I made even more mistakes finding birds, again usually when I went out on my own.  Many these errors were my poor decisions about which birding hotspots to visit.  A State Recreation Area on a large lake was “Closed for the Season” when I got there in the middle of winter.  Some hotspots no longer had access and some were just about impossible to find.  One location with many great eBird reports appeared to be a road that no one would walk except hunters or crazy young male birders.  I’m pretty brave, but I was not going to park my car on the side of the road and walk alone into the wilderness in a remote, isolated part of the state.

A Great Spangled Fritillary that Derek and I found near Boone in June 2016. We frequently encountered beautiful butterflies while searching for birds.

A Great Spangled Fritillary that Derek and I found near Boone in June 2016. We frequently encountered beautiful butterflies while searching for birds.

As I have written this, more memories keep flooding back.  Looking for Swallow-tailed Kites with Nathan and Sarah.  The Person County Northern Lapwing with David S.  The Brown Booby with Jay.  The Allen’s Hummingbird with Phil and Carol C.  Transylvania County.  Forsyth Audubon and Piedmont Bird Club trips.  I can’t name them all, but I treasure every one of my birding adventures and I am grateful to have shared so many with friends.

My most recently photographed county tick is this Tricolored Heron, right here in Forsyth County, only the second of this species to be observed in our county.  But, I now have an even newer county bird, a Royal Tern that David Disher found at Salem Lake during Hurricane Florence.

My Forsyth County Tricolored Heron

My Forsyth County Tricolored Heron

My eBird map for NC is below.  As you can see, I don’t have many birds in most counties, so I’ll be able to continue the county birding game for quite a while as I add new birds.  I hope to keep birding in North Carolina for a very long time.

If you rode shotgun with me on my big trip, thank you!  It was great to have your company and your comments encouraged me along the way.  My longest road trip yet began on May 16 and ended on June 11, 2018.  That was 27 days away from home and 7,114 miles driven in my wilderness green Subaru Outback.  Montana and Nebraska were brand new states for me that I had never visited before.  I had not been in Wyoming since a 1971 trip to Yellowstone National Park.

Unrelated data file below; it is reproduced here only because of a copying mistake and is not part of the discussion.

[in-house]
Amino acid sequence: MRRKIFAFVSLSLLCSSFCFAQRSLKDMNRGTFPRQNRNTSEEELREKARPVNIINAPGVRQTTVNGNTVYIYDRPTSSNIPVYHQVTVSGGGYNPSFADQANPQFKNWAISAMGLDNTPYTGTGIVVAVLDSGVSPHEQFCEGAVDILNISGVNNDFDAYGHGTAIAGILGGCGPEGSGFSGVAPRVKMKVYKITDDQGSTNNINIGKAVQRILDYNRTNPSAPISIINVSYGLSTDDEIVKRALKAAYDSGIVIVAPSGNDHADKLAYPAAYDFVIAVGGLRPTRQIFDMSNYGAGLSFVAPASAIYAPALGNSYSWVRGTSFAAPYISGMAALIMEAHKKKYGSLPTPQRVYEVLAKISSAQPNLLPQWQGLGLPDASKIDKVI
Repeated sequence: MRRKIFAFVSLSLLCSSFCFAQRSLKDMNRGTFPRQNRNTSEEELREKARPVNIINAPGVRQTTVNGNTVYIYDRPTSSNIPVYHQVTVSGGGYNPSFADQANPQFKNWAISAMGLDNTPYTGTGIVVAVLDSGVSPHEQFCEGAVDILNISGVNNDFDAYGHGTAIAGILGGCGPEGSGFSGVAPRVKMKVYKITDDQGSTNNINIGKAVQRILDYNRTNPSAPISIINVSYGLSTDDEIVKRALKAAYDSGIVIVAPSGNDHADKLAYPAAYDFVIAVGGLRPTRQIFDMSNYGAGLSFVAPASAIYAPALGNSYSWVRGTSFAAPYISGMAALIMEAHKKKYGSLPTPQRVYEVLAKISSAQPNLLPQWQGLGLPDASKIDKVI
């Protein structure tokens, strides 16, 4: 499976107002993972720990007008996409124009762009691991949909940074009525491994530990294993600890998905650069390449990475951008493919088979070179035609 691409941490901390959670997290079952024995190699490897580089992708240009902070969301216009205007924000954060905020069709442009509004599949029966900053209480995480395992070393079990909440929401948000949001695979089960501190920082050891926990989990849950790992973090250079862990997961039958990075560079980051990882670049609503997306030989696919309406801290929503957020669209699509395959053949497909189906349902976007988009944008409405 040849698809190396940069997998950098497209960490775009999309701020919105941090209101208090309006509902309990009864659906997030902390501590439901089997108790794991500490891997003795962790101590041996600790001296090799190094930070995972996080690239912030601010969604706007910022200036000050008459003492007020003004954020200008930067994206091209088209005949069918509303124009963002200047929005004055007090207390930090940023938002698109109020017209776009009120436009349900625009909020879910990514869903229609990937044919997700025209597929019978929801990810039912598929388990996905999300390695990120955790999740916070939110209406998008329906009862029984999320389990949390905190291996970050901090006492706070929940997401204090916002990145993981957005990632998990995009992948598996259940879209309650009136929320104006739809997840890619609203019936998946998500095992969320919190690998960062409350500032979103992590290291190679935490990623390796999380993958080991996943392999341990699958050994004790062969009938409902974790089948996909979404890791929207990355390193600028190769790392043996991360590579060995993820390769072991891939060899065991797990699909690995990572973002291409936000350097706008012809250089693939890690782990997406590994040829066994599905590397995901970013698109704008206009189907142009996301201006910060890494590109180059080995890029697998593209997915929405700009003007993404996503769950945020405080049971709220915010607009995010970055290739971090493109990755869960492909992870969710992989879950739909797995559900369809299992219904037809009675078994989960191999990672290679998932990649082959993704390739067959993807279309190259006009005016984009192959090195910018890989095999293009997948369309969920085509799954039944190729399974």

My approximate route for the trip. I continued on home from Tellico Plains, TN.

My approximate route for the trip. I continued on home from Tellico Plains, TN.

Birds provided the structure for the trip and I observed 171 avian species, including a few in the North Carolina mountains during the Cherohala Challenge part of the trip.  The life birds that I hoped to find were all challenging; I got eleven of my 20 targets.  Birds that I was thrilled to find by myself were Mountain Plover, Greater Sage-Grouse, Baird’s Sparrow, McCown’s Longspur, and Gray Flycatcher.  All of those are prairie birds and I found that I enjoyed birding in that habitat best.

I would have liked to see more mammals, but I did enjoy the Pronghorn, Richardson’s Ground Squirrels, Prairie Dogs, and especially an adorable little Thirteen-lined Ground Squirrel.  Snakes and lizards would have been interesting, too, but I saw none.

A Thirteen-lined Ground Squirrel at a rest stop in Wisconsin.

A Thirteen-lined Ground Squirrel at a rest stop in Wisconsin.

Other life birds found with a little help were Gray Partridge, Williamson’s and Red-naped Sapsuckers, Flammulated Owl, Northern Pygmy-Owl, and Sage Thrasher.  I can’t pick a favorite bird of those, but my favorite moment was standing all alone on the prairie in Grasslands National Park watching my life Baird’s Sparrow and listening to him sing.  The moment probably lasted close to an hour and I tried to just soak in the beauty of the time and place and take a few photos.

My life Baird's Sparrow at Grasslands National Park

My life Baird’s Sparrow at Grasslands National Park